Along the same lines, we have false acts. What an authentic act is precisely what allows you to break out of this deadlock of the symptom, superego and so on. In an authentic act I do not simply express, or actualize my inner nature. I rather redefine myself, the very core of my identity. In this since I claim that an act is very close to what Kierkegaard was trying to conceptualize as the Christian rebirth. Kierkegaard was very precise in opposing the Christian rebirth to the pagan pre-modern Socratic logic of remembrance. This is the crucial choice that psychoanalysis is confronted with. Is psychoanalysis the ultimate in the logic of Socratic remembrance, where I say “I must return to my roots, it’s already deep in me the truth of my unconscious desire, I just must realize my inner self”, or is psychoanalysis dependent on an act in the way that Christianity is an act, where you are born again, not in a religious sense, but redefine what you truly are. You go through a symbolic suicide and become another person.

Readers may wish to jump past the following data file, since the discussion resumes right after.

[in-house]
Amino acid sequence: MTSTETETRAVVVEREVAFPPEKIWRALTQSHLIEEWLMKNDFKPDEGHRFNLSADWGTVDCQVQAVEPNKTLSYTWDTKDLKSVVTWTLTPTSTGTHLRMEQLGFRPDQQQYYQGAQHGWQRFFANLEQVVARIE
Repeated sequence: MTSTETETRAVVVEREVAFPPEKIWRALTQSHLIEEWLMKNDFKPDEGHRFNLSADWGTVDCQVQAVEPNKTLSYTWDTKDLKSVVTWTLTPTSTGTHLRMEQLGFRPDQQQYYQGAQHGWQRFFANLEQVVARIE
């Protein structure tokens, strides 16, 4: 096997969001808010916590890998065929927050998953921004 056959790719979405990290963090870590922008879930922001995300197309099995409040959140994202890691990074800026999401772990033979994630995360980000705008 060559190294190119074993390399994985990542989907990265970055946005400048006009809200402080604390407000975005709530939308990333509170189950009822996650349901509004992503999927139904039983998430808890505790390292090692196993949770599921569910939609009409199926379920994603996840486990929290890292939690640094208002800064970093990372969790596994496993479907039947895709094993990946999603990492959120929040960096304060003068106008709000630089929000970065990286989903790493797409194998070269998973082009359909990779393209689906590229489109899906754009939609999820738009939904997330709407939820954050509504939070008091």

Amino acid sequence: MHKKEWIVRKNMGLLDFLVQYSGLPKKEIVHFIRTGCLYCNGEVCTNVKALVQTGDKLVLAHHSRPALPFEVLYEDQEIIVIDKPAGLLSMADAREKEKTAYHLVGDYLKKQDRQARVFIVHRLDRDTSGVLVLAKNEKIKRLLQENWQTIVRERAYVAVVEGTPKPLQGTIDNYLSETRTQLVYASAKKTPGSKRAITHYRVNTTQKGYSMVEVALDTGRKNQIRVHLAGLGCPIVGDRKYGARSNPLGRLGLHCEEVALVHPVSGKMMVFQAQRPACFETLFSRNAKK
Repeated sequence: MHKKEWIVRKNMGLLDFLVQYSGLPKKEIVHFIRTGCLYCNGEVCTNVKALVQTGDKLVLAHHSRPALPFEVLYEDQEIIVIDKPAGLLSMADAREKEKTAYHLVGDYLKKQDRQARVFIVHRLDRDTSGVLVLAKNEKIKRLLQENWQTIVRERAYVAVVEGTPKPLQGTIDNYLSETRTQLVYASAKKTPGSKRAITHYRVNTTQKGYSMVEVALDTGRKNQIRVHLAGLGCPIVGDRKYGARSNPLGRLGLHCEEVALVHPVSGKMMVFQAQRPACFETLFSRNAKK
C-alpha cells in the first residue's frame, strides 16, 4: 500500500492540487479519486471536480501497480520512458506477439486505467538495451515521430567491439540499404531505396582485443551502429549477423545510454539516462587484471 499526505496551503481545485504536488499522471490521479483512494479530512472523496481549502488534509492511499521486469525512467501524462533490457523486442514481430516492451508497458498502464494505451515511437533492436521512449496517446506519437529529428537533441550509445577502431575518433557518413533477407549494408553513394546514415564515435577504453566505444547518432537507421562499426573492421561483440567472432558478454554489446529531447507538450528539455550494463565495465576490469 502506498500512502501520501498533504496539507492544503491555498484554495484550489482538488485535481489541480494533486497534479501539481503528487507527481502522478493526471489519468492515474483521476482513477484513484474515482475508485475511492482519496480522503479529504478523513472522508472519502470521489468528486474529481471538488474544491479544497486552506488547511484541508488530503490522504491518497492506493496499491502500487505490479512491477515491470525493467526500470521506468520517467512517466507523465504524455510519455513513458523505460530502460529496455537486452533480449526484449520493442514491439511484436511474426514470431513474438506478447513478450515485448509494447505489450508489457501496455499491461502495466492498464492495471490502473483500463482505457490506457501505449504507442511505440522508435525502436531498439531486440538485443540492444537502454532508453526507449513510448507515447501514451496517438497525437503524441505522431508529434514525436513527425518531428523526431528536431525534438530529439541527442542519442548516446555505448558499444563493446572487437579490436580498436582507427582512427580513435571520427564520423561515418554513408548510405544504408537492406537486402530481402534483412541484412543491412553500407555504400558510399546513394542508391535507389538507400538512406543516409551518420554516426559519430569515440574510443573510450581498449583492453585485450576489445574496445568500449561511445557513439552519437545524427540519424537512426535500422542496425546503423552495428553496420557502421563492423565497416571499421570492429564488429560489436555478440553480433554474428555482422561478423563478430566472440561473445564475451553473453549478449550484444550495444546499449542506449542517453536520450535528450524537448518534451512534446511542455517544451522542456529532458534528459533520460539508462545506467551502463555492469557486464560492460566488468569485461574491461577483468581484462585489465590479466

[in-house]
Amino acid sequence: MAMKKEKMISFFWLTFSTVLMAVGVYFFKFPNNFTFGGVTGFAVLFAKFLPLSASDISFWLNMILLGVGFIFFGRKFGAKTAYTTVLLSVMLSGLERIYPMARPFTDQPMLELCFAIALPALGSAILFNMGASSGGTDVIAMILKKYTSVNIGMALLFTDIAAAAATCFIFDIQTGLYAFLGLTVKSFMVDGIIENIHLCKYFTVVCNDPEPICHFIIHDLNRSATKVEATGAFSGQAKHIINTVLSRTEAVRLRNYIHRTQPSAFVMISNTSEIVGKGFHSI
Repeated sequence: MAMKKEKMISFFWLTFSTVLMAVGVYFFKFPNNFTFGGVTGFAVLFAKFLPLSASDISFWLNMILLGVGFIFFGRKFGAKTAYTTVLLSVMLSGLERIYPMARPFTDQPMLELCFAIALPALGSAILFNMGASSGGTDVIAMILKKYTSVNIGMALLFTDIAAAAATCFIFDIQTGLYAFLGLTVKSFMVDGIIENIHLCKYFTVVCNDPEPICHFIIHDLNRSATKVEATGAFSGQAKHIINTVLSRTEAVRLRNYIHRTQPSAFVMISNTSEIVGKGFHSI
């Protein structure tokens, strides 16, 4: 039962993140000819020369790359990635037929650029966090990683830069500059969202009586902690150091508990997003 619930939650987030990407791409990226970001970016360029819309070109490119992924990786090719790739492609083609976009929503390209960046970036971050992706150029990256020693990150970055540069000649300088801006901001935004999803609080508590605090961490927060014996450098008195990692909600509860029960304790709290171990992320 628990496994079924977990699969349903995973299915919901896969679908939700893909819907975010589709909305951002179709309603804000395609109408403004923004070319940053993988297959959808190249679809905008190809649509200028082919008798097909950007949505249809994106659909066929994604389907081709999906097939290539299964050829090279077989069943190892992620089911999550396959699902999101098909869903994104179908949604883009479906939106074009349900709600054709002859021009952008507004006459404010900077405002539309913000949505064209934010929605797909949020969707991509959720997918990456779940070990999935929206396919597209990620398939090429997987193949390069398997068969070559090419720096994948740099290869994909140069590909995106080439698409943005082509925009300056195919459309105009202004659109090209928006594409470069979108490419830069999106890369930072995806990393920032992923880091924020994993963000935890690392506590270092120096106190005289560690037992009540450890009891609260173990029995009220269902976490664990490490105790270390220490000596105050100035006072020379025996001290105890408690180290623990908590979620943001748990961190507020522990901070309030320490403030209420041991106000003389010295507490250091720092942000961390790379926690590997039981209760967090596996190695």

Let me give you some examples of this logic from Hollywood films, of course, two commercial films which contain a surprising radical gesture. Towards the beginning of the film “Speed”, Keanu Reeves confronts the terrorist blackmailer played as usual by Dennis Hopper. This blackmailer holds a gun to Keanu Reeves’ partner. What does Reeves do? He doesn’t shoot the terrorist in order to liberate his partner as you would expect. He shoots his partner in the leg. This unexpected gesture of, shooting at your own side totally perplexes the terrorist and Reeves saves the day. Along the same lines, an even more cruel example from “The Usual Suspects”. In the flashback scene in the middle of the film, the mysterious mega-criminal Keyser Söze comes home and finds again his wife and small daughter held under a gun by the members of a rival mob. He doesn’t try to kill the opposite gang. He shoots to death his wife and his daughter and says “Now you have no hold over me. Now I will kill you, your parents, your sons, your relatives, all of you!” Something like this is always at work in an authentic act. You always have this dimension of sacrificing the most precious part of yourself. This is the generative moment of subjectivity.